John Green’s approach to the ultimate existential problem (time) is rather brilliant. He has demonstrated with gut-wrenching accuracy, what it is like to feel like a ticking time-bomb, and what makes this love story exceptionally thought-provoking, is that it actually IS thought-provoking. Not simply because of its premise, but the way in which it is dealt with; seemingly mundane, and in every way imaginable, extraordinary.
For children to be grappling with life-crises most adults postpone until old age is heart-breaking as it is, but also unfathomably eye-opening. And the questions raised, while paint an ugly picture of the cruel reality of being ill, help extricate nuances (by definition, small and seemingly insignificant) which are surprisingly powerful in changing one’s mindset about why we are here, why it is transient, and whether or not that’s ok.
I was shook to the core by this narrative, and though it was becoming painful to sob uncontrollably every few pages or so, it was also incredibly cathartic because every single word confirmed a reality I know exists, but which I would never want to experience for myself.
The Fault in our Stars is unprecedented. It is raw, ugly, spellbinding, beautiful, infuriating, heart-breaking, and most importantly, it forces you to feel.
It has dawned on me that all things—whether in or out of existence—pertain to the ultimate existential crisis. Not simply as relevant to us as human begins, but as fundamental as what it means to be a rock. To be a collection of molecules devoid of what we as humans deem as ‘awareness’.
It would take a lifetime to decipher the enigma of what life is, and at best it seems, the most satisfactory conclusion is: that we simply do not know. And it can seem disheartening, not knowing what it is about life we cling onto so desperately, and why we fear its loss the most, even though there are losses far more excruciating within the realm of our experience: loss of hope, loss of freedom, loss of self, of dignity, of time.
And there it is: time. The one commodity we falsely assume we have enough of. And once you have managed to grapple with its uncompromising nature, once you think you have planned your life well enough to do all that matters to you with the time you've been given, you only wind up with more questions than answers; and not the kind of answers you find, but the kind of answers you concoct. And we do so, because not knowing what lurks in the dark is infinitely more terrifying than the death sentence itself.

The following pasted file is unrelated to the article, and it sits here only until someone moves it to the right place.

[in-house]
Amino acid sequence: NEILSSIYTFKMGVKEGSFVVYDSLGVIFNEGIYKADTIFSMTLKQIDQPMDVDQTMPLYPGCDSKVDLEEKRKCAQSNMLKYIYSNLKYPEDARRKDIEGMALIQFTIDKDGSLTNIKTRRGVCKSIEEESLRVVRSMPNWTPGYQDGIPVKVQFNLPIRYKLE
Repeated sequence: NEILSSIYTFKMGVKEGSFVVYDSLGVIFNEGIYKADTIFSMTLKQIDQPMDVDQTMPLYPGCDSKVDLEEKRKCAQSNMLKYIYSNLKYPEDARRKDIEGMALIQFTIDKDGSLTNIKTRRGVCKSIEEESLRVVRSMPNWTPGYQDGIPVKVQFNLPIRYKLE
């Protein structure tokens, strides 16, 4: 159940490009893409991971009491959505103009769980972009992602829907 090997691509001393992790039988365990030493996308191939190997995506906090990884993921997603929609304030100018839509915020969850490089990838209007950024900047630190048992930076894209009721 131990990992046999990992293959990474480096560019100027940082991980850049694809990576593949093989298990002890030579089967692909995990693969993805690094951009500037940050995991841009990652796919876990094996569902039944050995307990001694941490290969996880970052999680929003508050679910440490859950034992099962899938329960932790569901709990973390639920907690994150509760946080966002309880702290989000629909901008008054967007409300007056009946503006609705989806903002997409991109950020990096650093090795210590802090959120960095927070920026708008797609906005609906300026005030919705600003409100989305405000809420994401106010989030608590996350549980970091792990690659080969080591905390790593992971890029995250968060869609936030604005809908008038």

So what it is about, this 'life'? Is it about living it as comfortably as you can manage? Is it about self-actualization? About leaving something behind? Is it ultimately about deciphering it? And most importantly, is this 'meaning of life' universal, or is it as personal as it can possibly get?
The most comfort I have found in questioning virtually everything there is to question has been this: That most certainly, the only thing certain thing about life and death is uncertainty. And I’ve found that acknowledging this fact has in many ways relinquished my responsibility of a life-long pursuit for answers I will never get. In some ways, that is the simultaneous beauty and pitfall of philosophy: raising more unanswerable questions, but broadening horizons in the process.
So what do you prefer? Do you prefer never loving, never laughing, never experiencing neither the peaks nor the valleys of life, so that once death comes, you can easily part with this ‘life’ you have not lived? Or do you want experience every beautiful and ugly facet of life alike, so that when it comes to part with it, you simply cannot?
It seems to me that if parting with my life is not the most tragic, frightening, and unbearable thing imaginable, then my dreams have not been big enough; that I have not been living a full enough life. And the last thing I'd want on my death-bed (or within the last seconds of still retaining my consciousness) is feeling like: 'I cannot believe I could, and I didn't.'
I believe not having anything to lose is the most tragic thing about loss.